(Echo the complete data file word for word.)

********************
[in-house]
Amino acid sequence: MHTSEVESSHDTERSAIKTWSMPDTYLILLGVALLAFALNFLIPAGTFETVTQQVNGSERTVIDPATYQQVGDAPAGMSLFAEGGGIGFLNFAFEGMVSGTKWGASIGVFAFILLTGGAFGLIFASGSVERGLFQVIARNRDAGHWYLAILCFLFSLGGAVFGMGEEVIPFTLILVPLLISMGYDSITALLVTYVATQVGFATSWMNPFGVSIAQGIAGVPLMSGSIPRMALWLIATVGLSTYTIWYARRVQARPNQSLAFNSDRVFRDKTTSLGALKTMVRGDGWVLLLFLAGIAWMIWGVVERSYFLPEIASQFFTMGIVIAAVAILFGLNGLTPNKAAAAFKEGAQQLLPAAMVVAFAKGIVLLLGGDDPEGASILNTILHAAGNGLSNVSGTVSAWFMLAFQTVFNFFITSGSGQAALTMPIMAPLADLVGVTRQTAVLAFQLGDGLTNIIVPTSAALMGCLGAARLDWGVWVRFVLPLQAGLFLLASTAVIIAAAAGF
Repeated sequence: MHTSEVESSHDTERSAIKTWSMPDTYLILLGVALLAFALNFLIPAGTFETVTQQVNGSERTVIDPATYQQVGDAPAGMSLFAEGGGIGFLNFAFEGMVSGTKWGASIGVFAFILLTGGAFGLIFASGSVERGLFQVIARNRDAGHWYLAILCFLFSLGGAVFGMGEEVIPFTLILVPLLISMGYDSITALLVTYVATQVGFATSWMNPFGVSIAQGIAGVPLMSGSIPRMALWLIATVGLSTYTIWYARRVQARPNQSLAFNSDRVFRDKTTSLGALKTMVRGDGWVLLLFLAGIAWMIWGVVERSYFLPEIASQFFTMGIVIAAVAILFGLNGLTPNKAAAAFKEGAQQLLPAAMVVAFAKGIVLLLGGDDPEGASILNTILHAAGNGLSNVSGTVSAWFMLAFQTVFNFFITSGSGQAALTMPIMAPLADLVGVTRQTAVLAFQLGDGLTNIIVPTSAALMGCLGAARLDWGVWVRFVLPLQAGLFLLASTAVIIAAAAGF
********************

[in-house]
Amino acid sequence: MHTSEVESSHDTERSAIKTWSMPDTYLILLGVALLAFALNFLIPAGTFETVTQQVNGSERTVIDPATYQQVGDAPAGMSLFAEGGGIGFLNFAFEGMVSGTKWGASIGVFAFILLTGGAFGLIFASGSVERGLFQVIARNRDAGHWYLAILCFLFSLGGAVFGMGEEVIPFTLILVPLLISMGYDSITALLVTYVATQVGFATSWMNPFGVSIAQGIAGVPLMSGSIPRMALWLIATVGLSTYTIWYARRVQARPNQSLAFNSDRVFRDKTTSLGALKTMVRGDGWVLLLFLAGIAWMIWGVVERSYFLPEIASQFFTMGIVIAAVAILFGLNGLTPNKAAAAFKEGAQQLLPAAMVVAFAKGIVLLLGGDDPEGASILNTILHAAGNGLSNVSGTVSAWFMLAFQTVFNFFITSGSGQAALTMPIMAPLADLVGVTRQTAVLAFQLGDGLTNIIVPTSAALMGCLGAARLDWGVWVRFVLPLQAGLFLLASTAVIIAAAAGF
Repeated sequence: MHTSEVESSHDTERSAIKTWSMPDTYLILLGVALLAFALNFLIPAGTFETVTQQVNGSERTVIDPATYQQVGDAPAGMSLFAEGGGIGFLNFAFEGMVSGTKWGASIGVFAFILLTGGAFGLIFASGSVERGLFQVIARNRDAGHWYLAILCFLFSLGGAVFGMGEEVIPFTLILVPLLISMGYDSITALLVTYVATQVGFATSWMNPFGVSIAQGIAGVPLMSGSIPRMALWLIATVGLSTYTIWYARRVQARPNQSLAFNSDRVFRDKTTSLGALKTMVRGDGWVLLLFLAGIAWMIWGVVERSYFLPEIASQFFTMGIVIAAVAILFGLNGLTPNKAAAAFKEGAQQLLPAAMVVAFAKGIVLLLGGDDPEGASILNTILHAAGNGLSNVSGTVSAWFMLAFQTVFNFFITSGSGQAALTMPIMAPLADLVGVTRQTAVLAFQLGDGLTNIIVPTSAALMGCLGAARLDWGVWVRFVLPLQAGLFLLASTAVIIAAAAGF